Nothing can faze a startup founder
Great things are ahead.
I’m struggling to decide whether I should pursue employment in the new (to me) field of the tech industry or that which I’m familiar with, which is common, unskilled labor jobs. I’m an entrepreneur that’s aware of risk and reward. The tech industry promises much, it seems, but the risks that I see–and am having a bias toward, but for good reason it now seems–may be bad.
The biggest reason that obtaining a tech, i.e. coding, job is proving to be so difficult for me is that my cognitive and behavioral differences are so great that I appear to be a… less than ideal fit to organizations. A shame, we could’ve made tons of revenue together.
I may be wrong or whatever.
On the bright side, my cognitive exoticness will give me a ridiculously unfair competitive advantage when I unlock new markets and serve them as an independent maker. So, hurray for having a growing bias toward that data!
Choosing a regular, unskilled labor job may be the better choice, because it’s a safer risk and I’m more familiar with the disadvantages of it, thereby being able to manage them well. Also, it seems that those kind of jobs are easier to obtain.
The worst case scenario is bad as fuck, which involves an actual minimum wage job such as fast food or retail. Let’s make it slightly better. After all, I would rather work a factory job than fast food or retail again.
I will know what desperation feels like as a human, as the low amount of local economic opportunities I have will create low probabilities for success–but it’s still not impossible. Oh well, I’m similar to Malcolm X’s ghetto hustler:
“[In the face of overwhelming odds], the ghetto hustler is internally restrained by nothing. The ghetto hustler is forever frustrated, restless, and anxious for some action. Whatever he undertakes he commits himself to it fully, absolutely.”
Having those attributes works out for me. A startup founder working a common job for nearly a decade? Startup life is hard, but a startup founder can handle anything.
I almost can’t believe that I’m saying this, but, honestly, and ultimately, it doesn’t really matter–nah, it does matter! Picking the right choice will get me what I want in the end (and pick it now, Dva, as time is never really on my side), as I’m playing the long game. I’ll be able to reach the end game, which involves me doing the equivalent of grinding to obtain a high rank in the Aion MMORPG game. I may not be able to reach the highest rank reserved for only one person, the Governor rank, but being a one-star army officer isn’t so bad, as that is quite a title to behold too.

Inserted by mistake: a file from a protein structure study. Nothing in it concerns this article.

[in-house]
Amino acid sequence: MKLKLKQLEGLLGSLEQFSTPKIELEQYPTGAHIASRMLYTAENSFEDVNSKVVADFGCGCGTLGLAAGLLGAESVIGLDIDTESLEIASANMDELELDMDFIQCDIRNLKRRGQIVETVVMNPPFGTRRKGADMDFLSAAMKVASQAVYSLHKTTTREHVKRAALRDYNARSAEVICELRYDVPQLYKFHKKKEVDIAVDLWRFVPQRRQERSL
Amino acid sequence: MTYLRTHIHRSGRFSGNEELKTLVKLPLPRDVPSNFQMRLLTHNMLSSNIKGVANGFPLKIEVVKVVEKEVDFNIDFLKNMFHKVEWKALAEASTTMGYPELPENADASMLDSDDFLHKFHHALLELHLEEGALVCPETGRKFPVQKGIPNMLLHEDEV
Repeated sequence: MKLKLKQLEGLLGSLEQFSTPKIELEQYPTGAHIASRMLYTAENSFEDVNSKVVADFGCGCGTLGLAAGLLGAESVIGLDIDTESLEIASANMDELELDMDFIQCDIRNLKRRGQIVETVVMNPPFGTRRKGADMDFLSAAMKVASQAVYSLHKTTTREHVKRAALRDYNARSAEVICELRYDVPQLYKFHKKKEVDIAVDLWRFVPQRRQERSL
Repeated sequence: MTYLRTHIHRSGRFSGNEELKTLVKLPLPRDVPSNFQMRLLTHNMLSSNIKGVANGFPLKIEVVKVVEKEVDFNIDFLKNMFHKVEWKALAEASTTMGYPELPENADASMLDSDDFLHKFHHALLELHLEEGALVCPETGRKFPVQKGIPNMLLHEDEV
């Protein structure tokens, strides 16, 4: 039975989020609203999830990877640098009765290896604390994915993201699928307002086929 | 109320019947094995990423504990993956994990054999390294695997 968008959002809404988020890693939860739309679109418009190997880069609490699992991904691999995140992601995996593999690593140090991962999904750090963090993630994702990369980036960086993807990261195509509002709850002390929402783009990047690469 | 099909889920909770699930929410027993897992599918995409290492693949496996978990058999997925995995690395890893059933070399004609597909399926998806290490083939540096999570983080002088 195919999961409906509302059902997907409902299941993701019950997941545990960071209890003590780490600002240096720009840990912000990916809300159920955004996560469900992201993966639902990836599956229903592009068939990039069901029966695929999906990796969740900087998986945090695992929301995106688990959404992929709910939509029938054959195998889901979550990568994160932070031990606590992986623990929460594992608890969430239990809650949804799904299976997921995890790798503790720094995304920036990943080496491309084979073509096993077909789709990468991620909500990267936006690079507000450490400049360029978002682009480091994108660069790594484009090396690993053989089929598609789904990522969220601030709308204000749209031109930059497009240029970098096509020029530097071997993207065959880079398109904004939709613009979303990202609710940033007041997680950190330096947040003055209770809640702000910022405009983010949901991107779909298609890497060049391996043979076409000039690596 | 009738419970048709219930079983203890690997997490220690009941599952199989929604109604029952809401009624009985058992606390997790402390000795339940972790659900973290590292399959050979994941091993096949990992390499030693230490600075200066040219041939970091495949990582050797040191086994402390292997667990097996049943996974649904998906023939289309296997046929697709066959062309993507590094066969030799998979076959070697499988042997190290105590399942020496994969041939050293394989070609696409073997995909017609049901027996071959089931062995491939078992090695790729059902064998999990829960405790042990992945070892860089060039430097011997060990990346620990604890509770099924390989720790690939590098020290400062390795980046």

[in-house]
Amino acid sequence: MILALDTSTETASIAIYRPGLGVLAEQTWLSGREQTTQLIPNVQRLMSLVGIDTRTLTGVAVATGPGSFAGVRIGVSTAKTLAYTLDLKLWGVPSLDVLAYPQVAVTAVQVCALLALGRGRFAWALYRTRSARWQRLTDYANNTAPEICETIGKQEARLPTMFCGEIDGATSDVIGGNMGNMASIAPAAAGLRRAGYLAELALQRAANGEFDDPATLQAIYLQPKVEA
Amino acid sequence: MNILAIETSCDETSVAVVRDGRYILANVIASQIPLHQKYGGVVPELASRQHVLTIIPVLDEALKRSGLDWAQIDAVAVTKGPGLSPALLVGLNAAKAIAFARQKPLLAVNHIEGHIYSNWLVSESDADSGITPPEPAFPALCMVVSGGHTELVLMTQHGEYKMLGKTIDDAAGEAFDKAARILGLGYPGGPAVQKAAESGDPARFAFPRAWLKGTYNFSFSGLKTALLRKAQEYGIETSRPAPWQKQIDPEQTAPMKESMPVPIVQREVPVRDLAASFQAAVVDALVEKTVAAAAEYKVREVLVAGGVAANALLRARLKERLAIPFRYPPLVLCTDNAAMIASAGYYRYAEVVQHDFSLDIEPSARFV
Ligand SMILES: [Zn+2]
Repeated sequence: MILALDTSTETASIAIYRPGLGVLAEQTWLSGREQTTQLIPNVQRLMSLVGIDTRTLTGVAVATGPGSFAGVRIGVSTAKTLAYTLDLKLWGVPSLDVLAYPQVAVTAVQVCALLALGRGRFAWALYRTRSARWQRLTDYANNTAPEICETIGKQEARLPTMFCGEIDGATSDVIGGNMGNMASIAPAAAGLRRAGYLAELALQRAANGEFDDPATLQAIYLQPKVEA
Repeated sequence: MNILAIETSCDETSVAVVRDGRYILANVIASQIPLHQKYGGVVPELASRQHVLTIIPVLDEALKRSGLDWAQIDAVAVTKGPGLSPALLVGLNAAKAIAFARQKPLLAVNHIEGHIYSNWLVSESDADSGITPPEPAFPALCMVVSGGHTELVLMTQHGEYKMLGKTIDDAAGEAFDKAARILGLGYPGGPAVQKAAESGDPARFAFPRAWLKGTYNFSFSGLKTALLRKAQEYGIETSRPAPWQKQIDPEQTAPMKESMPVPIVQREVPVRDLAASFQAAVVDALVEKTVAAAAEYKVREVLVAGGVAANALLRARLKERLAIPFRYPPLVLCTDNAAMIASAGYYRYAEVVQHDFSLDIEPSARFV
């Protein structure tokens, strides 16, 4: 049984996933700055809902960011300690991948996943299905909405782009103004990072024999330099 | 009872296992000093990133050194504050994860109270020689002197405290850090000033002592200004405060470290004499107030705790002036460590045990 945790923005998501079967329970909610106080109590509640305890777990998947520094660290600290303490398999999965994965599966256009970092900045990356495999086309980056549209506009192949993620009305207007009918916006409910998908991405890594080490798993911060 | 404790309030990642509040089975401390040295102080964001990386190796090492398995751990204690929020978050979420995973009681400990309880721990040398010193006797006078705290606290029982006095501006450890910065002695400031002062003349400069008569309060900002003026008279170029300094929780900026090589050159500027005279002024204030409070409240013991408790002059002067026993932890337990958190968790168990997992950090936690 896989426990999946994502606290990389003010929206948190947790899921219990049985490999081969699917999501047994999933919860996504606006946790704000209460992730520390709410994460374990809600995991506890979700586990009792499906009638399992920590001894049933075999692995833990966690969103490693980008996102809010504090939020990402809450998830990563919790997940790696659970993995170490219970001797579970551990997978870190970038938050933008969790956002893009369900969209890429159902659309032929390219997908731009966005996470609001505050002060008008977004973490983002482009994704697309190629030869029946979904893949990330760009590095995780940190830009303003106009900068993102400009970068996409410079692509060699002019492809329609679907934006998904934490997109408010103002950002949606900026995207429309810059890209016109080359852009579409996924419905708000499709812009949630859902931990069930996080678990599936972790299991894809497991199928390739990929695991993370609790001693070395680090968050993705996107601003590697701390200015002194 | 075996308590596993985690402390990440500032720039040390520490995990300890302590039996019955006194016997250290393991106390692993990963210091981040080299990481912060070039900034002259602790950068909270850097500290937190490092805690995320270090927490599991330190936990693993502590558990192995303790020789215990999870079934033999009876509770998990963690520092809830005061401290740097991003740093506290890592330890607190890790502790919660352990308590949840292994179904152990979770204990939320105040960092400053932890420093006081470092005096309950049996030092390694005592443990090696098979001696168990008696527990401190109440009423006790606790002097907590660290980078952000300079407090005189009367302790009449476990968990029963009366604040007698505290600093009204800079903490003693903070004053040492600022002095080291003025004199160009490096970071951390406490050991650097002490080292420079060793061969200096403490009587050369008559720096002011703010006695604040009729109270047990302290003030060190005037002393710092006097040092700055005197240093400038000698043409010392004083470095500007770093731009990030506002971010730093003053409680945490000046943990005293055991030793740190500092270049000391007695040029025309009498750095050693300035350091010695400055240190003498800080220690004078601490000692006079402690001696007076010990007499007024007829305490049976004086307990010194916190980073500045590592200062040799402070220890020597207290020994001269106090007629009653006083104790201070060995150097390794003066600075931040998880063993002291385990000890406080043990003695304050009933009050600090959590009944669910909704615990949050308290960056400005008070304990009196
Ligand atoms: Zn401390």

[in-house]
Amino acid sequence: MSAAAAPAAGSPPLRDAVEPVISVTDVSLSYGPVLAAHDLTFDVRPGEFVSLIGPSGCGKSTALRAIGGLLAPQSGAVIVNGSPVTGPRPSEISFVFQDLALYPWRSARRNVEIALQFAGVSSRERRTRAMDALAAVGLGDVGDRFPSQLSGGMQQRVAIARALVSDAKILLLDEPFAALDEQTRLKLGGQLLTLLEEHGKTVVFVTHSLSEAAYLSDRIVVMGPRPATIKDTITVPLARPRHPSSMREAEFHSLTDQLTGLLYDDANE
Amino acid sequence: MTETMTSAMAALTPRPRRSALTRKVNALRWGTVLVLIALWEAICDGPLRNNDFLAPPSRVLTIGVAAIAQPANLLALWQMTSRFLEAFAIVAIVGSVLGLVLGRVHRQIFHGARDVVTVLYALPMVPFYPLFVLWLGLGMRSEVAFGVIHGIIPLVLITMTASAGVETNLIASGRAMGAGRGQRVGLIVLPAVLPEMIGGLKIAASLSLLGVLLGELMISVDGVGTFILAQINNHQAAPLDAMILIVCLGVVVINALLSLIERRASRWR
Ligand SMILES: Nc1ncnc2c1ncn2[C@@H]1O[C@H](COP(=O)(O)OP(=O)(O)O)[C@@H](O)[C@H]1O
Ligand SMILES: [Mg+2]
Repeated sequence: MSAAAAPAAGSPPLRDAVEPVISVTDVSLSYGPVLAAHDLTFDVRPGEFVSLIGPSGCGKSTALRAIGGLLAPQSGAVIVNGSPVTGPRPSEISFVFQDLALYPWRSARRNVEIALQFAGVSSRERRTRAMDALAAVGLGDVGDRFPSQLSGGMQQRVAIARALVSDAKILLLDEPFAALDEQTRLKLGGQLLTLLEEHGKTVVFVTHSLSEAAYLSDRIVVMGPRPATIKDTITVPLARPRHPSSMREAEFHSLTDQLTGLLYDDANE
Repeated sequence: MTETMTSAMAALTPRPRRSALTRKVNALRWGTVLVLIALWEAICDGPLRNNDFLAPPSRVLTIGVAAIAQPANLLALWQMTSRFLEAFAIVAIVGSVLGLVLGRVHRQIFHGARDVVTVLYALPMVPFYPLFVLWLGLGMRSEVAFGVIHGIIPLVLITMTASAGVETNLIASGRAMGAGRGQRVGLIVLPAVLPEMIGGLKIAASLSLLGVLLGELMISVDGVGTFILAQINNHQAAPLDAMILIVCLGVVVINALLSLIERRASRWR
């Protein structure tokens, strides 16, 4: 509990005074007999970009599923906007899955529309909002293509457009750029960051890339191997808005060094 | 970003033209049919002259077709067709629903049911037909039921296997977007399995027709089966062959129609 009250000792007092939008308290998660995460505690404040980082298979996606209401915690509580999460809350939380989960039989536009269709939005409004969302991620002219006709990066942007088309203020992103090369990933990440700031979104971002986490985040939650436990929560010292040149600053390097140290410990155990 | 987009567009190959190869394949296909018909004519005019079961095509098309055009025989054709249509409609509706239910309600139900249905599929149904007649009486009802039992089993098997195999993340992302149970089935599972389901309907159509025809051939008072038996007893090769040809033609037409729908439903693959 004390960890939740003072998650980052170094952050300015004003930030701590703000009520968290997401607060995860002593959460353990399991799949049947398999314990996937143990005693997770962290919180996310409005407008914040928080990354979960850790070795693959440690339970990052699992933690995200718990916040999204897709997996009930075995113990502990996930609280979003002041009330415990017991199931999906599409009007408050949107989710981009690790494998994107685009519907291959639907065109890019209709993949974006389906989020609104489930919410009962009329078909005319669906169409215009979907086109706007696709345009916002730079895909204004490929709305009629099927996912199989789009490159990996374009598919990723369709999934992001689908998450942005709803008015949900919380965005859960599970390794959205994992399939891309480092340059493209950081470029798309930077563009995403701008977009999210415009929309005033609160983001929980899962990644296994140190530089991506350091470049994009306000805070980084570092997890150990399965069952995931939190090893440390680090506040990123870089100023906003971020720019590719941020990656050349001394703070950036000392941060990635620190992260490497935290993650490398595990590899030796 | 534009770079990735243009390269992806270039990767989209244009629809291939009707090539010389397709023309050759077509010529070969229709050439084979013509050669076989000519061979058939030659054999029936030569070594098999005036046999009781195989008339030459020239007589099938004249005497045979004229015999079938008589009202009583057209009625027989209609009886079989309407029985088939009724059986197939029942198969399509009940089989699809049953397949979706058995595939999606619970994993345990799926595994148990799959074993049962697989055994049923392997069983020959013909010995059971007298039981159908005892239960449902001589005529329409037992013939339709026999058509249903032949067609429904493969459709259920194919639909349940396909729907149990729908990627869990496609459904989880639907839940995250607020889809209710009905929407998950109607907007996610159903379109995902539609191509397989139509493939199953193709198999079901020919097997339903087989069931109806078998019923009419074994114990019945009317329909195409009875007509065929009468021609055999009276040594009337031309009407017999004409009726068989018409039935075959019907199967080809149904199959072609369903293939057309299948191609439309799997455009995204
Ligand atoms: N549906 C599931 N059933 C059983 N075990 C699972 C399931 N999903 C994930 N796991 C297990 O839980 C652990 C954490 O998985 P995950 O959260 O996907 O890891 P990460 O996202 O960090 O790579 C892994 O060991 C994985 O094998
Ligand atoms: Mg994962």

The bottom line is that trying to get a coding job is actually not an option that I should pursue. I’ll instead obtain a low-class job (but not too low) in my local economy and endure with a success mindset and positivity.
I’m currently writing a blog post that’s a hip tutorial on how to do some coding things, which involves showing how to force HTTPS to be used by Express.js apps. I’ve also started to write the draft for my How to Make a Neural Network blog post, which will take several months to finish.
I also may need to write a blog post entitled How to Draw a Fucking Line in D3.js as the method for drawing a line in D3.js is not intuitive. The good coder in me is aware of how unwieldy D3.js’s methodology looks (and that’s my coder’s opinion), which is disappointing considering the hype surrounding the charting library.
Dva’s foothold in text classification
I’m still making an automated news service that will have robot journalists with kind biases. The prototype or initial release will have the bare essentials needed to make it happen.
Not right now, but after the initial version is developed, I’ll use a better sentence representation than the bag of words model, which is a simple representation of a sentence that a machine learning algorithm can use to act on. My plan would still include the bag of words model. But it would then include more features so that a numeric score for sentences can be obtained. It may become partially sparse and extremely large, but I sincerely believe that a person’s words hold so many fragmented truths about them.
A return to Kawaii Ketchup
Oh, and I still have Kawaii Ketchup to tend to, especially as I now have data that shows that there’s a market need for such a kawaii game.